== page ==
The design of this game is astonishing. With mind-bending M.C Escher inspired structures replete with mechanisms and glowing lights you would think it a sensory overload, but it’s not. It feels peaceful, hypnotic, inducing a zen-like state as you wander about half-confused, half-in-control. It strikes a nice balance between hard, grey, angular structures, plain glowing colours, and moments of strange beauty. Whether it’s the cuboid trees that blossom out and drop their fruit (their fruit being the cubes you use to solve the puzzles) or the simple pleasure of making a mill wheel turn by directing water towards it, Manifold Garden doesn’t just rely on the mind-blowing mathematical constructions — even though there are lots of those.
The settings get grander and more ambitious as you go, with colours changing as you change the gravity, making the world feel directly linked to you actions. You can wander around a chain of towers in a diamond shape, firing big lasers into the centre as you complete each tower’s test, or through red halls with grand Hellenic pillars, or just tumble through a world of stairs, climbing up and down and left and right and folding in on themselves and you until you suddenly land, somehow right where you need to be. Each level is an exploration of infinity and endlessness, and can sometimes overwhelm. But that half-confused state never makes you feel lost. You can always spin gravity another way, jump off a different ledge, or just have a look around and you will almost definitely find your way.
Also, in spite of these mind-bending visuals, this isn’t a dishonest game. Every inch of the game’s geometry is exactly the size and shape as it ought to be, and interacts with you in a way you expect it to. If you find your way outside a structure and look at its repetitions in the distance, you can often see the route you took through it, and what you ought to do next. This allows the gameplay and the visuals to be perfectly in tune. One tactic I often used was to look into the distance, see the structure that I am standing on, and use this full external view to try and work out the solution. The wonderful world of Manifold Garden encourages you to stop, look, and think, and invariably this is the best way to solve its entrancing puzzles.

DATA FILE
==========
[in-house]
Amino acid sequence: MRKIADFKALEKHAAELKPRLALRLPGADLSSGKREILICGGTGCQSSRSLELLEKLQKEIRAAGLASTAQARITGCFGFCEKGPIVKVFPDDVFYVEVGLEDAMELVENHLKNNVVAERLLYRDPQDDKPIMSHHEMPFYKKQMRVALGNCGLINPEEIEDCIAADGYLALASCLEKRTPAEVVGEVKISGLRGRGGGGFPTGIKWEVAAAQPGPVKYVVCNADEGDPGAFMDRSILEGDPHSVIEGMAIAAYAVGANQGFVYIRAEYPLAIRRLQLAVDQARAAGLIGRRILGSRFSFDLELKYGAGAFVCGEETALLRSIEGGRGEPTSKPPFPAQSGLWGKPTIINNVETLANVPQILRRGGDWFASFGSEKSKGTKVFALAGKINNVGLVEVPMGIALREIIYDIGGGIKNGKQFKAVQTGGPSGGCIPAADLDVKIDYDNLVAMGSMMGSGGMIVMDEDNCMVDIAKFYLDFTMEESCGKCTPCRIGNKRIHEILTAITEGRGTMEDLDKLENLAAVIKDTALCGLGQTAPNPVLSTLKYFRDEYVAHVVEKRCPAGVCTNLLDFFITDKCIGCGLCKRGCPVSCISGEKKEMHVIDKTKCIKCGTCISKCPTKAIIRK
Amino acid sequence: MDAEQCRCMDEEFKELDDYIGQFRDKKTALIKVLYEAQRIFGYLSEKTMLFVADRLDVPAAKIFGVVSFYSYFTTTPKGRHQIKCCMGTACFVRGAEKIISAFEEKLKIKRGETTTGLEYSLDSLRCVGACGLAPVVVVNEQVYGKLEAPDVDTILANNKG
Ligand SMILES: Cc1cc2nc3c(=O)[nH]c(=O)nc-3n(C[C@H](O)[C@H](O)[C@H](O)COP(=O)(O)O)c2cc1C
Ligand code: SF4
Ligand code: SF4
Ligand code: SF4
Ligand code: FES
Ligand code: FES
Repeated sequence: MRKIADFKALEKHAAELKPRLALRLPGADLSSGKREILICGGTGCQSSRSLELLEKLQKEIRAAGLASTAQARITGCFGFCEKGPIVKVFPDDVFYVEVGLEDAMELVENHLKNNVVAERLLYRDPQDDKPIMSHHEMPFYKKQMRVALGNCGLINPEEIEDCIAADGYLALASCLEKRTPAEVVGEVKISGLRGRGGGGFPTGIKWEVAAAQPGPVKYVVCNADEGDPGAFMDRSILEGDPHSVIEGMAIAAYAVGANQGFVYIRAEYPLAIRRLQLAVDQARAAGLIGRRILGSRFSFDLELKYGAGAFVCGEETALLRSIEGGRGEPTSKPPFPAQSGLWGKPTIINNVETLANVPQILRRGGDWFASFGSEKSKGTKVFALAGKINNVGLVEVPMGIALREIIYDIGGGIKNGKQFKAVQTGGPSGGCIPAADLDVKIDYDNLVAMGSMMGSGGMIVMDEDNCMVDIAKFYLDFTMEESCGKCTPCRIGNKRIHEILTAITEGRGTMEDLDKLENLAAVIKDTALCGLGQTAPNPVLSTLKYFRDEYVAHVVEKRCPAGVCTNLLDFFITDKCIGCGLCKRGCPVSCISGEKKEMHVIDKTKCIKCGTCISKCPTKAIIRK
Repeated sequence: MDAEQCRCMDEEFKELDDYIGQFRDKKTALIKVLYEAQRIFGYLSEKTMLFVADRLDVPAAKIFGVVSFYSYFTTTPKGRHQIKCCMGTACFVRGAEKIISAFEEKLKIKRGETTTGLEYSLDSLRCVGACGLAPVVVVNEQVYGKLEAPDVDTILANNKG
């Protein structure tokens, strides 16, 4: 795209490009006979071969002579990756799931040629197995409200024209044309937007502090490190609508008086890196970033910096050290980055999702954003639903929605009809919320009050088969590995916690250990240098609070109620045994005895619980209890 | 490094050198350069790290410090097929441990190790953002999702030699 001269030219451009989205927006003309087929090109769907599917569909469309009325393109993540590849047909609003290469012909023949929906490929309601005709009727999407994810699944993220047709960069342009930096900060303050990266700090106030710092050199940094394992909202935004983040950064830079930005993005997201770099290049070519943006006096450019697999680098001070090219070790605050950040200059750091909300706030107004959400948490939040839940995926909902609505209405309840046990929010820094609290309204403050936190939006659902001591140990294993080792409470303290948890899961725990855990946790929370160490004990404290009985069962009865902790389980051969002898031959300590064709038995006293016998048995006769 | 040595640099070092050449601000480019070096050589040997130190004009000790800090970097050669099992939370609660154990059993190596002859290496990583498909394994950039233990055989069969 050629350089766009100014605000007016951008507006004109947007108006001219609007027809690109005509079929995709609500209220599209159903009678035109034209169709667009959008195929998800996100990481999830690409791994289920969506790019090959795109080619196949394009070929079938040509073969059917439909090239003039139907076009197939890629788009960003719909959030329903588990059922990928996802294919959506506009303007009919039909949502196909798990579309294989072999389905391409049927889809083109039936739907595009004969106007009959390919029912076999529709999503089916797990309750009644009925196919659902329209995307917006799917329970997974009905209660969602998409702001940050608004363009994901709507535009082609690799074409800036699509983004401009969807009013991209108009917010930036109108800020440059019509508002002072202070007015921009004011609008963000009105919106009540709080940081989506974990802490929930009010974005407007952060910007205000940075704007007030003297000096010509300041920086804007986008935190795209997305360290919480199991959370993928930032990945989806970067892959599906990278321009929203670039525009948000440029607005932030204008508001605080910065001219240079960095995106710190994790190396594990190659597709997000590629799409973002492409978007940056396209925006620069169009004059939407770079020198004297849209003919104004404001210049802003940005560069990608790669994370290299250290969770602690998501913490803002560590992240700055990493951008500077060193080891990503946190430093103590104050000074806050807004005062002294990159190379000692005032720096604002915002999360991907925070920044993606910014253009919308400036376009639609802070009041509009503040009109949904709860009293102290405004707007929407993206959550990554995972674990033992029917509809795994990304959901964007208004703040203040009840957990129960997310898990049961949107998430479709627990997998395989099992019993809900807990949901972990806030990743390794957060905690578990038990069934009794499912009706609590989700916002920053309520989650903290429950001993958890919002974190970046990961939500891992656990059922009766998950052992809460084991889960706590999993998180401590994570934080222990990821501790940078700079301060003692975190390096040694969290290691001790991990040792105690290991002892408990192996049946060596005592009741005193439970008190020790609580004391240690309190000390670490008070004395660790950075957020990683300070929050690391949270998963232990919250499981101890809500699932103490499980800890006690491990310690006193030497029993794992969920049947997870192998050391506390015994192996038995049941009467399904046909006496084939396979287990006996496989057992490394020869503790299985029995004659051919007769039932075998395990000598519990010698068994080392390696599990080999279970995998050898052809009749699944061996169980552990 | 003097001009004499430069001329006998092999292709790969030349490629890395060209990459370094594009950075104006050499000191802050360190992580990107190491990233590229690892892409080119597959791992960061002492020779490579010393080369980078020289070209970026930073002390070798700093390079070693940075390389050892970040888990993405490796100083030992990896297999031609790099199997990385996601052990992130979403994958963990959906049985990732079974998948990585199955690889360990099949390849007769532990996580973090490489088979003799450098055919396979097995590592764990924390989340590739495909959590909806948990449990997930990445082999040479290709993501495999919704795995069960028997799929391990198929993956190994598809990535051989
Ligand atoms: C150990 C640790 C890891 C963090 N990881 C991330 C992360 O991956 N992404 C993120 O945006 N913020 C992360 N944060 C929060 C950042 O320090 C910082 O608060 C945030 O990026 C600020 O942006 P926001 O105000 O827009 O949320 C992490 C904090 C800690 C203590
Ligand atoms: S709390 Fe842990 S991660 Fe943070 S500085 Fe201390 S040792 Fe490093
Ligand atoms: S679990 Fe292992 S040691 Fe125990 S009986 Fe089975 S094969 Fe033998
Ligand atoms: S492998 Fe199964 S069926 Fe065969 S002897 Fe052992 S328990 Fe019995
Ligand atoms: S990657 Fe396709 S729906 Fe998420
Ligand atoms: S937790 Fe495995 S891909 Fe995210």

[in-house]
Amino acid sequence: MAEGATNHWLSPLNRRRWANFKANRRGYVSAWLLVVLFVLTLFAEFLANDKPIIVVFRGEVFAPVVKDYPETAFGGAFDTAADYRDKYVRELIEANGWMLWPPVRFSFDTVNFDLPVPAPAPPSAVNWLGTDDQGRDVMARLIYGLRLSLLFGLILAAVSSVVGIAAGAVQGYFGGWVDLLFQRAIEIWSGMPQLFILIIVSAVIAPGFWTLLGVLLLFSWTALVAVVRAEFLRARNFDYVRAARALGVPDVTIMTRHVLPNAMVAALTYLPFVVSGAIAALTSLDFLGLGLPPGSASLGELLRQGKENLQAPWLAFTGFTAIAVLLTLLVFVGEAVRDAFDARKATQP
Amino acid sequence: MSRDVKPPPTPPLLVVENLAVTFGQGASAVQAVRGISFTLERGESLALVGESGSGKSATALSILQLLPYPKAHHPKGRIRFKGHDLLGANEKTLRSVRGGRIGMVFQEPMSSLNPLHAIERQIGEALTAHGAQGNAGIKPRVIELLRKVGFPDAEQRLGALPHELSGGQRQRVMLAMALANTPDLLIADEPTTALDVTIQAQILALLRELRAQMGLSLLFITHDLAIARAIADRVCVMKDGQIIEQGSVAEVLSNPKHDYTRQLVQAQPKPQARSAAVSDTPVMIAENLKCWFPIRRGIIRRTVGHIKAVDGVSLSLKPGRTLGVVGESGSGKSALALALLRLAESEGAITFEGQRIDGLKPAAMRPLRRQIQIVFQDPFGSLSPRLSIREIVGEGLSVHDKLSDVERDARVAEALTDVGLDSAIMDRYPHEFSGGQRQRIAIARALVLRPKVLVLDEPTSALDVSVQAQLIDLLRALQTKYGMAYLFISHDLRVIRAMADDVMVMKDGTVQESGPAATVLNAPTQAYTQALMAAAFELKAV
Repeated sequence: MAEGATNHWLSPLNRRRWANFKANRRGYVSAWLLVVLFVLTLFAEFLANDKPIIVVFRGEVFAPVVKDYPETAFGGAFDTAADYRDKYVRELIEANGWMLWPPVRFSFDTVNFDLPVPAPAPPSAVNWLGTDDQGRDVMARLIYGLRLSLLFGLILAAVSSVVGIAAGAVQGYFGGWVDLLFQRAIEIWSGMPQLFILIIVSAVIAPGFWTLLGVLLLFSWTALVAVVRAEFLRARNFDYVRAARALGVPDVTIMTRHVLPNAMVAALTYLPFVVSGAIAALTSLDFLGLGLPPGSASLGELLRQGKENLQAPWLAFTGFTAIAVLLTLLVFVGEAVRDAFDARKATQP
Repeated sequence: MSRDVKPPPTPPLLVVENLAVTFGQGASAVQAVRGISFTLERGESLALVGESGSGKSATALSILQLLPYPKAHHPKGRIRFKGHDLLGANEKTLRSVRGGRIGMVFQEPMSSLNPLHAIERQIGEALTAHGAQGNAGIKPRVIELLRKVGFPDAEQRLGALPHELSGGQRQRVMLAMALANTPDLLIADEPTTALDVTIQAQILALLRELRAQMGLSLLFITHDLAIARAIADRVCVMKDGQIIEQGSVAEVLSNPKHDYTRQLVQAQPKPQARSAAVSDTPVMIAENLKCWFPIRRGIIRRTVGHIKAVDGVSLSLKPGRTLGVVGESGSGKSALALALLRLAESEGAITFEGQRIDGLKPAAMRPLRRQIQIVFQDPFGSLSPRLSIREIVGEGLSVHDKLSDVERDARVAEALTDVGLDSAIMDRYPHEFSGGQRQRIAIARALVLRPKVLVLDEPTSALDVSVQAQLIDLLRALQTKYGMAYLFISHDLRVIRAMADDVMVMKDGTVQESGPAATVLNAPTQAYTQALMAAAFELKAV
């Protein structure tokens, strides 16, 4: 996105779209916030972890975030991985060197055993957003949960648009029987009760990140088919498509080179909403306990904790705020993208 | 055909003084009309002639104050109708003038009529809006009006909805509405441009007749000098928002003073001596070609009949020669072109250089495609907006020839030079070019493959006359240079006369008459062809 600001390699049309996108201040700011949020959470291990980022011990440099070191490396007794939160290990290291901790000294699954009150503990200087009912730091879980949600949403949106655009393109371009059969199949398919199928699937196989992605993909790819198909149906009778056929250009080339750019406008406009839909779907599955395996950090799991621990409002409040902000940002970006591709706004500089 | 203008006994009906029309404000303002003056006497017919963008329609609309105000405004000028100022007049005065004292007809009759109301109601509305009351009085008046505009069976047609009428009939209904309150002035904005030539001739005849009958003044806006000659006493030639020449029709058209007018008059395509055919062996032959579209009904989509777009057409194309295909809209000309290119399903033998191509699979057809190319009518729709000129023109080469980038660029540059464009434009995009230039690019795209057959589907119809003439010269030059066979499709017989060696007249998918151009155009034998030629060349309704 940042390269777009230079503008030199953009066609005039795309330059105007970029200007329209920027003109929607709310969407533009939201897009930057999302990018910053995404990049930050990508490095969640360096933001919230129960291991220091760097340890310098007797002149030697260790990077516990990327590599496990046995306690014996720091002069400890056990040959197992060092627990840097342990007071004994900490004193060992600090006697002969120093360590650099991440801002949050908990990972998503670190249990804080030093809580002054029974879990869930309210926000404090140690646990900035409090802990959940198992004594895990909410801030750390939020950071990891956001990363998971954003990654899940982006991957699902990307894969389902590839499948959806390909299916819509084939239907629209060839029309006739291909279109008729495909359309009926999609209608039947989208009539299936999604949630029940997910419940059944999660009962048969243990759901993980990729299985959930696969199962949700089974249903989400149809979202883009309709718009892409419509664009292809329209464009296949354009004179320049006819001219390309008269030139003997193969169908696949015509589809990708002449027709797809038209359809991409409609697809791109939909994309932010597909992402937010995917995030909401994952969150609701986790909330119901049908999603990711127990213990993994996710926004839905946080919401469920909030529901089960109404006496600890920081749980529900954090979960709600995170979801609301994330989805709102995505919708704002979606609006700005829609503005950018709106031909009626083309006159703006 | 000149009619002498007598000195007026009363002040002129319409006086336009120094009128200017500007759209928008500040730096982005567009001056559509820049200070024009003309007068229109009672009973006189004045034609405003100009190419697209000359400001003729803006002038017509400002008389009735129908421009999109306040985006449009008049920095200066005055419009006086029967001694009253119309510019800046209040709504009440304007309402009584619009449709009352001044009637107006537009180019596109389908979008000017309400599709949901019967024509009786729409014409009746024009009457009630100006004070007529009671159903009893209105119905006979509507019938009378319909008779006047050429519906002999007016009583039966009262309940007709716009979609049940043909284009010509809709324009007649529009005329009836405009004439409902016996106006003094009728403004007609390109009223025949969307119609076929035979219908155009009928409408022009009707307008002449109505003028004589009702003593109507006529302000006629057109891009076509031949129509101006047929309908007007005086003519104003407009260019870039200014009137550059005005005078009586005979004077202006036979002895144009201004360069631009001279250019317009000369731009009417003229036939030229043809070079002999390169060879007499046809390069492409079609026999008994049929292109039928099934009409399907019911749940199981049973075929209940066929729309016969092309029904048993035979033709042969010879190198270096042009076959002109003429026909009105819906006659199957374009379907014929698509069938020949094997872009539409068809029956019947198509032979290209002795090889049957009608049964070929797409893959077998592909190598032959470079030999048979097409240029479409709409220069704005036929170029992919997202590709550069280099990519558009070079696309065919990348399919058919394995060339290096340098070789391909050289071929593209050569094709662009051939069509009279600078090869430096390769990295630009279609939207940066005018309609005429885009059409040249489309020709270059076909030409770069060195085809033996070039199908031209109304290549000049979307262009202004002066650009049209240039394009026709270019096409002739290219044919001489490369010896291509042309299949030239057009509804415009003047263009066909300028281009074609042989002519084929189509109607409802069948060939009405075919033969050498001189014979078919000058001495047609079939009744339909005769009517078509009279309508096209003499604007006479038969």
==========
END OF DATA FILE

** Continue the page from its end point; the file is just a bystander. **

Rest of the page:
Audio – An Ambient Masterpiece
The soundscapes here are luscious and subtle, evolving constantly atop an ambient core. I often thought of the ambient work of Ryuichi Sakamoto and William Basinski, but the sound moves beyond that genre, adding playful vintage synth arpeggios, crunchy distorted bass, and frenetic piano and xylophone (or metallophone?) loops straight out of Steve Reich’s Music For 18 Musicians. It’s cleverly tied to your actions and builds as the tension grows towards the final climactic puzzle solution. Some of the best ambient music is hidden away in video games, and the gorgeous compositions of Laryssa Okada have joined that club. Even if you don’t get to play this game, you should definitely seek out this soundtrack.
The sound design from Martin Kvale is also stellar, adding to the intrigue and mystique of this game. Strangely, it often made me think of Halo. As you carry a cube and climb some stairs, it clips the staircase and sounds like a Needler. When you put that cube into its place, a coloured bar fills up along to the mechanism it interacts with, and it sounds like Master Chief’s shield recharging. Each flip of gravity has its own satisfying note as well, helping you recognise each change more quickly. Outside of that, there are singing birds and unfolding contraptions that give this world a vital grounded feeling. While it is technically endless, small sections of these maps have their own personality and strange reality because of these tactile sounds.
Manifold Garden was reviewed on Nintendo Switch, and a review key was provided by The Indie Bros.